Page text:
The fact that it has resurfaced as an issue suggests yet another parallel to events a half century. It was fear of crime that catapulted Nixon and Reagan into power, and helped the Republicans win control of Congress for the first time in decades. Perhaps the abortion ruling, and the continuing humiliation of Donald Trump, can weaken the blow, but if the Democrats don’t change their tune, they could suffer national humiliation this November.

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J Bryant
J Bryant
1 month ago

I no longer have a sense of how the US midterms will play out. A couple of months ago I’d have said the Dems will have their collective head handed to them. But now the Dobbs decision might sway moderate voters, and Trump continues to take a beating in the media and on Capitol Hill for January 6 although, to me, those hearings still have the feel of contrived theater.
Maybe the Dems will hold on to their narrow majorities in Congress. But then I see the defund and BLM nonsense still going strong, and inflation surging, and I think the Dems can’t hide the truth about their core policies and will pay a price.

Lennon Ó Náraigh
Lennon Ó Náraigh
1 month ago
Reply to  J Bryant

I don’t have any sense of it either, but if I had to bet, I would bet on “it’s the economy, stupid”.

Richard Parker
Richard Parker
1 month ago

Yes, I agree: that’s typically a safe bet to cover. Nobody takes it well to be hit in the wallet after all. The only surprise is that the political class is surprised by this. Could they somehow be divorced from the reality of those they pretend to represent? Surely not.

Matt Hindman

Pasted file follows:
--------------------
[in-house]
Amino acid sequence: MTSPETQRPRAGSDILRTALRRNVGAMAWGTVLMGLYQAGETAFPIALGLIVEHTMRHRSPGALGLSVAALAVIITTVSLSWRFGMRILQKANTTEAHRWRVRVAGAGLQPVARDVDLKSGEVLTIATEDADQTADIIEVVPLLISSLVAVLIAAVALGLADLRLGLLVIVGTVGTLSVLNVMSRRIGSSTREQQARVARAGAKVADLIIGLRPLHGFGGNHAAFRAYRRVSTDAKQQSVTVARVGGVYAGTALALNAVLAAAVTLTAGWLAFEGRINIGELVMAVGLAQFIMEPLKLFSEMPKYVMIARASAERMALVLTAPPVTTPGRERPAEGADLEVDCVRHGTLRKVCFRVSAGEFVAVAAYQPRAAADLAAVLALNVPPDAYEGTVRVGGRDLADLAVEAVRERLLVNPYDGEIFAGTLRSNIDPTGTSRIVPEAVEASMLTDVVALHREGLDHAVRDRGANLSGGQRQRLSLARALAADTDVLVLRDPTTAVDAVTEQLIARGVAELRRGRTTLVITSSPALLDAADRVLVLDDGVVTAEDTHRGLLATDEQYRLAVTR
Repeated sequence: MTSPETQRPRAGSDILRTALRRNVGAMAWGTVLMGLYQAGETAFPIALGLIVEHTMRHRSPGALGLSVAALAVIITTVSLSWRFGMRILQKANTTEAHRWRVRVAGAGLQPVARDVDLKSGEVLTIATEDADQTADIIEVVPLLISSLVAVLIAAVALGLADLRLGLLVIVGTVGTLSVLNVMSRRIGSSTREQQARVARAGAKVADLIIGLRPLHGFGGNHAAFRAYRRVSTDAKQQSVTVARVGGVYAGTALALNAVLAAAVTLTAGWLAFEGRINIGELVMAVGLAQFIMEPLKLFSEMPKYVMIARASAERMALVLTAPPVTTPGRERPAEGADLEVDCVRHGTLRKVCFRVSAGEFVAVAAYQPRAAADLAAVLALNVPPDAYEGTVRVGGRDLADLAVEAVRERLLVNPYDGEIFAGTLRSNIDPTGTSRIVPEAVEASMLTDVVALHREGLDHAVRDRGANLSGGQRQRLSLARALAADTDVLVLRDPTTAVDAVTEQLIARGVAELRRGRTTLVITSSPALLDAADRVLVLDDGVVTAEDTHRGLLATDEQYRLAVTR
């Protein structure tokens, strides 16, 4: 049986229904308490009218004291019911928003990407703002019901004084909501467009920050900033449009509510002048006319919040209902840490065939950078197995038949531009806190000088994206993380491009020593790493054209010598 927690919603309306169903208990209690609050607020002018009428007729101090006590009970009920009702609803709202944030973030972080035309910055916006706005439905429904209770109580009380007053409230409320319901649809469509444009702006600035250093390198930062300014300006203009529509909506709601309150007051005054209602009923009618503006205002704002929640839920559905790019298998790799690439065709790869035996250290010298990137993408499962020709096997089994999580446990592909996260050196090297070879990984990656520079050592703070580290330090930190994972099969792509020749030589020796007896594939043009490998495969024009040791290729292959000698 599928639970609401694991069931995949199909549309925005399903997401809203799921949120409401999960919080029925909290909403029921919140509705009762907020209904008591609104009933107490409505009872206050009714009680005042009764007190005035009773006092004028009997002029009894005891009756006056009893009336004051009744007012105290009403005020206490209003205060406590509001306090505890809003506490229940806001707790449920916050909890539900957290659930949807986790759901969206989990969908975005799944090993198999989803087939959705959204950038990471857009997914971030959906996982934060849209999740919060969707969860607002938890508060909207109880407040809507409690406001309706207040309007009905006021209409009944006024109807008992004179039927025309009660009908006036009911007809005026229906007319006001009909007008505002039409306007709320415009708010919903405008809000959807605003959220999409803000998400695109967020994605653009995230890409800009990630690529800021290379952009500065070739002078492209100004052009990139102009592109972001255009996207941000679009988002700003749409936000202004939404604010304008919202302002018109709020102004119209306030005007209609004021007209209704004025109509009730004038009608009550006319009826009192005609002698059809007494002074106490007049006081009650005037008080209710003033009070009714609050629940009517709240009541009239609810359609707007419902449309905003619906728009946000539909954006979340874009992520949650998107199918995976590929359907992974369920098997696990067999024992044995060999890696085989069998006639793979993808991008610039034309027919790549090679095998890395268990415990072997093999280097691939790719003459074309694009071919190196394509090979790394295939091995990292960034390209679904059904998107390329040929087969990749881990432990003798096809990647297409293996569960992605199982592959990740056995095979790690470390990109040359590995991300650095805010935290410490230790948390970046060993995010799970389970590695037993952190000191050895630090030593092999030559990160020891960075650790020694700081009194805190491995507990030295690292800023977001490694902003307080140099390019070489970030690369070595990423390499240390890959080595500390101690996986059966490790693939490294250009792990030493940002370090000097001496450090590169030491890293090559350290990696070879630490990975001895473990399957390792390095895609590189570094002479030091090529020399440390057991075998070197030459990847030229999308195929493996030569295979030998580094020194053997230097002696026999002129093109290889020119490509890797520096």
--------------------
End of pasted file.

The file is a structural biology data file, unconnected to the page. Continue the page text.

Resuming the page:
Matt Hindman
1 month ago
Reply to  J Bryant

A lot of emotions are high right now regarding the Dobbs decision. If the election were held tomorrow, then the Democrats might be able to make a decent showing. The problem is many of those emotions will fade and things like inflation, shortages, crime, fuel prices, creepy woke fads, and uncertainty about the direction of the country will start to move to the forefront of voter’s minds again.
I’m not even sure the abortion issue is massive as it used to be anymore. If this had happened ten years ago, the reaction across the country would be explosive. There would have been massive protests and voter drives. Now it seems to be “oh yeah, this ruling is terrible so I am going to growl about it a bit and move on with my life.” Most of the people causing trouble about it are the usual troublemakers. Additionally, many Democrats are furious at their party’s refusal to codify Roe into law on any of number of the many occasions they had the chance. All the party can offer them right now is vote for us and maybe we just might do what we said we would do the last few times. I am honestly shocked at the level of pessimism I am seeing from Democrat voters towards their party and a party civil war looks like it might break out between the progressive and corporate factions of the party.